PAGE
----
Irish whiskey aficionados are calling for both the old, established names and the new craft distillers.
“In July (last year), we bottled two great casks of old Irish whiskies specially for The Auld Alliance, a 1988 27-year-old and a 1991 24-year-old. They are some of our bestsellers. We also have a few very rare bottles, such as Redbreast bottled in the 1960s and 1970s, and some Midleton from the original distillery. The oldest Irish whiskey by the glass is a very rare Tullamore Dew 1951 from the original distillery which closed in 1954,” says Dron.
“Over the last year, a few casks of Irish whiskey by independent bottlers have also been a huge hit with classic Scotch connoisseurs. Those casks were outstanding – the best value on the market.”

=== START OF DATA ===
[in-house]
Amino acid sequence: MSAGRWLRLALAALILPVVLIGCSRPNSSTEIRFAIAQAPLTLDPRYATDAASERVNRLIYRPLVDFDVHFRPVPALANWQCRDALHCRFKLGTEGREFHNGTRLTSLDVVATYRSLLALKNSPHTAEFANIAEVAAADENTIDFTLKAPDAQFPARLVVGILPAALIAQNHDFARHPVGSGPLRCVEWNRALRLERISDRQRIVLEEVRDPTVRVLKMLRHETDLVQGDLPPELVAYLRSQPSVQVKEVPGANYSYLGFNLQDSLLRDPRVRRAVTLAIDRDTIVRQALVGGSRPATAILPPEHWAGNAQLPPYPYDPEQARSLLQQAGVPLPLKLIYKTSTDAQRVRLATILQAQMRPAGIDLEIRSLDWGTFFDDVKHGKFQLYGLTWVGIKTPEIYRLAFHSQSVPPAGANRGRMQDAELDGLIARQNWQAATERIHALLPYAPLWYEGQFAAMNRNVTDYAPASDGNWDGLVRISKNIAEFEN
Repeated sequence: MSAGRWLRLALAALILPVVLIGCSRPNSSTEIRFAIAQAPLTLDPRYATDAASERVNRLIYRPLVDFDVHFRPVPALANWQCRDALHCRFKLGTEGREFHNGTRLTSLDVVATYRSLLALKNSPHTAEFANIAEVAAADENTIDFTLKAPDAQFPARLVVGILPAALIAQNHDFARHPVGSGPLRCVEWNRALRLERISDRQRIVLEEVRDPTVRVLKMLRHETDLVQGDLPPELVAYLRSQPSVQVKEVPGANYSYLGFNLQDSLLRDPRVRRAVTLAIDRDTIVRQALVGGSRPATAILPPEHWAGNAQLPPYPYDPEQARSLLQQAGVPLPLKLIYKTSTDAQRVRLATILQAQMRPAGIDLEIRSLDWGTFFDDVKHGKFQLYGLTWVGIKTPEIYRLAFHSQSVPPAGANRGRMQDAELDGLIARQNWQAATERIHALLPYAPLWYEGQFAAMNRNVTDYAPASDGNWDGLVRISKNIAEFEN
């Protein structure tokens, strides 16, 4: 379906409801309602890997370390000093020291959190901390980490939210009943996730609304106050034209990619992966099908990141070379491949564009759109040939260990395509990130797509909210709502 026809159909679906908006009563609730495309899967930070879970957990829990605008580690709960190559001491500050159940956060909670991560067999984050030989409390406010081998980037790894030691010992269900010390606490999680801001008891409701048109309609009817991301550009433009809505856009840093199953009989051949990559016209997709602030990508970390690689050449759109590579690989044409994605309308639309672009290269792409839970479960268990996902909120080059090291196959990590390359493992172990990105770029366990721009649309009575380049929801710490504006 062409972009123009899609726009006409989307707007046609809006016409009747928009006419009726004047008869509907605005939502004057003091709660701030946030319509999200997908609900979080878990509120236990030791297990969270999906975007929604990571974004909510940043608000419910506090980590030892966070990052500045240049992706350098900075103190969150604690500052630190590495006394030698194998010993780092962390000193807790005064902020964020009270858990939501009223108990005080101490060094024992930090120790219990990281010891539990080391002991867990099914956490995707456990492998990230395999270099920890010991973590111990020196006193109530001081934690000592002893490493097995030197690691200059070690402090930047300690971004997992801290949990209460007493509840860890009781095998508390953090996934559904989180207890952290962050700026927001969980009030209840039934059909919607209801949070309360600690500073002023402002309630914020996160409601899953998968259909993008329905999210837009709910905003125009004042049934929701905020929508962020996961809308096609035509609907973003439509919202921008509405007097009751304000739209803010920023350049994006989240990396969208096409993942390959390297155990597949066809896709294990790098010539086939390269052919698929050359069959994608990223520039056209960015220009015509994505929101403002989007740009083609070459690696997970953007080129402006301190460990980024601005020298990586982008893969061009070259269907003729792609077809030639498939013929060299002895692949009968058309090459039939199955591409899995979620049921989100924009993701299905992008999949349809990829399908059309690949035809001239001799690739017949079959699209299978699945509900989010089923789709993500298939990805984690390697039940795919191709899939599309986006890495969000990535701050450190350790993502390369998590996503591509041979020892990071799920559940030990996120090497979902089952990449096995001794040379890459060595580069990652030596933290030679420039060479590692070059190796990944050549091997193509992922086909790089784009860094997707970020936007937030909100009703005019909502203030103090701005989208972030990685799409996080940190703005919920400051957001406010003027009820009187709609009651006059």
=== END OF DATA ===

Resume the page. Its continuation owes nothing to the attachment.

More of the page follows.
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The Irish Four
Irish whiskey has been granted Geographical Indication status, joining the ranks of champagne and port as protected names. There are four varieties of
01 Pot Still
Regarded as the traditional Irish whiskey. A mix of malted and unmalted barley mash is distilled in a pot still, often thrice. The unmalted barley imparts a distinctive spicy flavour to the whiskey and leaves a distinct creamy mouthfeel.
Made from 100 per cent malted barley, this is distilled in a pot still and has a distinctive smooth, velvety,
full and oily texture with a malty and sweet taste.
03 Grain Irish
Produced from malted barley and unmalted grains of other varieties, often maize, wheat or barley. It is distilled in a column still. This whiskey is usually, but not always, considered of a lower grade and is used in blends.
A combination of the aforementioned three types, and it must comply with the rules for them all: It must be produced on the island of Ireland, and be aged for at least three years
in a wooden cask.